Japanese Breakfast plays ‘tenderooney jammers’ at the Hi-Ho Lounge


Amid the numerous stops in its first headlining tour, Japanese Breakfast touched down in New Orleans on Sept. 13 for an intimate performance at the Hi-Ho Lounge.

Fans of Japanese Breakfast and its two accompanying acts, Mannequin Pussy and Spirit of the Beehive – all Philadelphia-based bands – filled the venue up to the stage, with those in front enjoying an especially close connection to each group as the bands performed within a few feet of the crowd.

When it came time for Japanese Breakfast to play, Michelle Zauner, the band’s creator and vocal soloist, entered the stage in flashing, LED-soled tennis shoes and white linen, smiling as she looked out on the mass of people in attendance.

“We play a lot of shows in New Orleans to f—–g no one, so this is sick,” Zauner said. During her time on stage, Zauner displayed the same dynamic energy found in her music, joking with the audience between songs and dancing between choruses. Just like her band’s sound, her personality is somehow both carefree and intensely thoughtful all at once.

The headlining set began with “Diving Woman,” a popular track in which a steady-moving drum line and sustained chords combine to create the feeling of something just beginning. Intermittent bursts of synth notes float to the surface of the sound mass like bubbles in water, totally in keeping with the inspiration for the song: haenyeo, the diving women of South Korea’s Jeju island who venture down deep in search of different kinds of shells to sell at market.

In an interview with National Public Radio, Zauner said “Diving Woman” is partially about her fears that people might judge her for prioritizing her career over having a family.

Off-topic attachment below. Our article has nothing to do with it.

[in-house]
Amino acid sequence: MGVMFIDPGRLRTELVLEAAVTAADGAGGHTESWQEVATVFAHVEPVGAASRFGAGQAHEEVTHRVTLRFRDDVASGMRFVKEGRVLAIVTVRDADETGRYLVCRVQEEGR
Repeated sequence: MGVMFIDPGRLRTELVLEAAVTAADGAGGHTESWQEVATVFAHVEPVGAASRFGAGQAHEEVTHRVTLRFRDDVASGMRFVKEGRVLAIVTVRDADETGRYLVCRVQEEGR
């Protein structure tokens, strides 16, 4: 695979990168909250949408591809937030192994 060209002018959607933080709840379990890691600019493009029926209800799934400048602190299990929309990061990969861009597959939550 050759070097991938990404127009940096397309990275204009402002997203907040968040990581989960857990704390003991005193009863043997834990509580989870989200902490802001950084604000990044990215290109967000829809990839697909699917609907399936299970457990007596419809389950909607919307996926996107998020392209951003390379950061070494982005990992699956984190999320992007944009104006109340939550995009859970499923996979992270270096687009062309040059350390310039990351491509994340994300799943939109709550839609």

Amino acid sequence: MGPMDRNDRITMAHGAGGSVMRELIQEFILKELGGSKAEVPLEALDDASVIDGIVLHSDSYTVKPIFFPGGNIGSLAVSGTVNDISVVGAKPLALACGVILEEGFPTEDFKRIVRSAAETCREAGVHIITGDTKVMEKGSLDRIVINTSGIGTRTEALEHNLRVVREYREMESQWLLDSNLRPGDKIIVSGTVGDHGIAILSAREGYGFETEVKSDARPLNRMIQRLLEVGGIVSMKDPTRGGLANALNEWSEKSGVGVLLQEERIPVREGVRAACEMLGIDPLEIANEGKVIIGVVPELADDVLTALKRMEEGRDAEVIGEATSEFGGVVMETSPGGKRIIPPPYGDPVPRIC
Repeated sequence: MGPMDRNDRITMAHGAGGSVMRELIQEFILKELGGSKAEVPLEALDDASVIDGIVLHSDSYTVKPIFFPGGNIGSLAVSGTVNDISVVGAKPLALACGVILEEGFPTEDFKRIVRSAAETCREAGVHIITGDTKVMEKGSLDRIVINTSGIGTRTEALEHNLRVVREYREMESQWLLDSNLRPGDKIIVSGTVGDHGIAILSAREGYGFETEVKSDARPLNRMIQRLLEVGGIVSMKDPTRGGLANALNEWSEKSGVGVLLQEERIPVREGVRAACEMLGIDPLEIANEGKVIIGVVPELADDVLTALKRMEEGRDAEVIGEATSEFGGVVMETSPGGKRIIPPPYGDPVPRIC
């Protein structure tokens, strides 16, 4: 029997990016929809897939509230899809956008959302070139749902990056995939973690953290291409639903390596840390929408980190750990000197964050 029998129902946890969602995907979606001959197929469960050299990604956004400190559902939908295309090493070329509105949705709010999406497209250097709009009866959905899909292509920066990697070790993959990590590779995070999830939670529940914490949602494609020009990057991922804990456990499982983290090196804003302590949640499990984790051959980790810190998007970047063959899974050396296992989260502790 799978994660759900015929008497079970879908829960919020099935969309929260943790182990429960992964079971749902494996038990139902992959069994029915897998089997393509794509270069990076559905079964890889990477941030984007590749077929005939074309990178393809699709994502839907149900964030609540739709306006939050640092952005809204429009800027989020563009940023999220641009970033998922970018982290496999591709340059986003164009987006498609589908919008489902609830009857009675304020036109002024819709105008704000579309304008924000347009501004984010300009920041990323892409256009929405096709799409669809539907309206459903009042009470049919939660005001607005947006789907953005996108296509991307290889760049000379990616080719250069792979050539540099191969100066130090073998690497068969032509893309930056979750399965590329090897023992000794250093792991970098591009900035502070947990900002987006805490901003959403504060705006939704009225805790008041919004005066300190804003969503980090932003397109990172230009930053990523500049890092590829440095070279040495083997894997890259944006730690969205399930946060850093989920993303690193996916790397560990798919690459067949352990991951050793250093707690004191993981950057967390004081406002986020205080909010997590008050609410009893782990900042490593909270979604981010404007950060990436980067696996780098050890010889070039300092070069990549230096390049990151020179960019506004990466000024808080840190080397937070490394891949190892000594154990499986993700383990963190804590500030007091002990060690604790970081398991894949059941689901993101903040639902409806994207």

“I really admire the haenyeo — that lifestyle, of regimen and endurance, was inspiring to me, particularly during a time when I was touring a lot,” Zauner said.

Along with other hits from its second album, “Soft Sounds from Another Planet,” like “Machinist” and “Everybody Wants to Love You,” the group played what Zauner playfully dubbed “a tenderooney jammer,” a song better known as “Boyish,” whose lyrics lament the heartache of unrequited love.

In most of her songs, Zauner tends not to rely on lyrics alone, but on a combination of succinct phrases and powerful blends of chords. This is the case in “Boyish,” whose word count totals a meager 47 but which still manages to evoke a sense of longing and wistfulness in the listener that perfectly fits the theme of the song.

Soon, the show began to wind down, but not before Zauner, microphone in hand, jumped down from the stage, spinning freely amongst the crowd in what could have been the only possible conclusion for a night so full of positive energy between a group and its fans.

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